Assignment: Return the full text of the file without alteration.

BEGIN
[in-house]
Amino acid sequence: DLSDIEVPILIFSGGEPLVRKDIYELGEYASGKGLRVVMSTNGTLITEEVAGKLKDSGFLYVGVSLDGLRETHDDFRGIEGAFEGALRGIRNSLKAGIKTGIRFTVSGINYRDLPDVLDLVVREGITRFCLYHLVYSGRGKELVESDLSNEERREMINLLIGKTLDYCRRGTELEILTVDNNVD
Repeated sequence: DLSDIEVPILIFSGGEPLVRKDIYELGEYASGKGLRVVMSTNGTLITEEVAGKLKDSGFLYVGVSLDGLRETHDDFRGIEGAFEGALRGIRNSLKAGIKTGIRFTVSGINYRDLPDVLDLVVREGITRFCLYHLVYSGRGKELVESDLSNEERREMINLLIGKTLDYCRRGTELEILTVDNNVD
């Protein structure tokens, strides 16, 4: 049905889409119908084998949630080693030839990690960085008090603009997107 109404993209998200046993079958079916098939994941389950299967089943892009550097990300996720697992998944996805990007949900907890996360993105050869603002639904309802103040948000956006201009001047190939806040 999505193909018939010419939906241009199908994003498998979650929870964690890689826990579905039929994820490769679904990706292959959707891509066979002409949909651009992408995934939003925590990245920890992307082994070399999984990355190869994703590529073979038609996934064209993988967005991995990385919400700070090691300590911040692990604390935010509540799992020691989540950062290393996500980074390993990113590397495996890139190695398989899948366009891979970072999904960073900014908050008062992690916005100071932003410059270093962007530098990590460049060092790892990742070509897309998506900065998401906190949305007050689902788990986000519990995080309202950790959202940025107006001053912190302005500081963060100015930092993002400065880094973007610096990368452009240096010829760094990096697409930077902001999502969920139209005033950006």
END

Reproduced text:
[in-house]
Amino acid sequence: DLSDIEVPILIFSGGEPLVRKDIYELGEYASGKGLRVVMSTNGTLITEEVAGKLKDSGFLYVGVSLDGLRETHDDFRGIEGAFEGALRGIRNSLKAGIKTGIRFTVSGINYRDLPDVLDLVVREGITRFCLYHLVYSGRGKELVESDLSNEERREMINLLIGKTLDYCRRGTELEILTVDNNVD
Repeated sequence: DLSDIEVPILIFSGGEPLVRKDIYELGEYASGKGLRVVMSTNGTLITEEVAGKLKDSGFLYVGVSLDGLRETHDDFRGIEGAFEGALRGIRNSLKAGIKTGIRFTVSGINYRDLPDVLDLVVREGITRFCLYHLVYSGRGKELVESDLSNEERREMINLLIGKTLDYCRRGTELEILTVDNNVD
């Protein structure tokens, strides 16, 4: 049905889409119908084998949630080693030839990690960085008090603009997107 109404993209998200046993079958079916098939994941389950299967089943892009550097990300996720697992998944996805990007949900907890996360993105050869603002639904309802103040948000956006201009001047190939806040 999505193909018939010419939906241009199908994003498998979650929870964690890689826990579905039929994820490769679904990706292959959707891509066979002409949909651009992408995934939003925590990245920890992307082994070399999984990355190869994703590529073979038609996934064209993988967005991995990385919400700070090691300590911040692990604390935010509540799992020691989540950062290393996500980074390993990113590397495996890139190695398989899948366009891979970072999904960073900014908050008062992690916005100071932003410059270093962007530098990590460049060092790892990742070509897309998506900065998401906190949305007050689902788990986000519990995080309202950790959202940025107006001053912190302005500081963060100015930092993002400065880094973007610096990368452009240096010829760094990096697409930077902001999502969920139209005033950006």